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Baffling Rise In Childhood Autism

Researchers say they are baffled by the skyrocketing number of autism cases among California children.

The rise has little to do with evolving diagnostic methods and population increases, according to a study by the University of California, Davis.

A previous report showed an increase of 273 percent in the number of reported autism cases in California between 1987 and 1998.

"It is astounding to see a threefold increase in autism with no explanation," said Dr. Robert Byrd, an epidemiologist who led the study. "There's a number of things that need to be answered. We need to rethink the possible causes of autism."

Autism affects a person's ability to communicate, form relationships with others and respond to their environment.

The study, funded by $1 million in state money, collected data from 684 autistic children throughout California. Researchers found that changes in diagnosing autism over the years and population growth did not account for the increasing number of cases.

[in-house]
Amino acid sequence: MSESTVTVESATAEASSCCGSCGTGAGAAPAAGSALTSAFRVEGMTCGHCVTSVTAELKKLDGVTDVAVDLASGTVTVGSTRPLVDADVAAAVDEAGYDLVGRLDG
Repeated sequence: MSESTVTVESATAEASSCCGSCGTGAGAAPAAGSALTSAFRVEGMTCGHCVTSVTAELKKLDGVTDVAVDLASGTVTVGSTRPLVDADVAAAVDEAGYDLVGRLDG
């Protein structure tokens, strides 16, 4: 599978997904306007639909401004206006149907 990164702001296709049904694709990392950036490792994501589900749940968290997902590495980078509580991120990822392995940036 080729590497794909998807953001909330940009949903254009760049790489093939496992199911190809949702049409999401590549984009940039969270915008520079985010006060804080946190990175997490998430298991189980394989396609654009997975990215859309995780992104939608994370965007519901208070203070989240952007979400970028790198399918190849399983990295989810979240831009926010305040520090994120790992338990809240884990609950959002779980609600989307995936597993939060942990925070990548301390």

The next obstacle is to pinpoint a cause for the outbreak, Byrd said. Researchers have discussed several possible causes, including childhood vaccinations and genetics.

"All these things are out there without anything saying what these numbers really mean," he said.

Some researchers said they believed the autism numbers are even higher.

Dr. Bernard Rimland, director of the Autism Research Institute in San Diego, said the UC Davis study dramatically undercounted autism cases.

"I certainly am pleased that they finally acknowledge that there is an increase," Rimland said. "However, the numbers they gave are nonsense. They're kind of minimizing it."

The report was delivered to state legislators and other officials Thursday, and researchers said they will press the state to quickly approve a study on possible causes.

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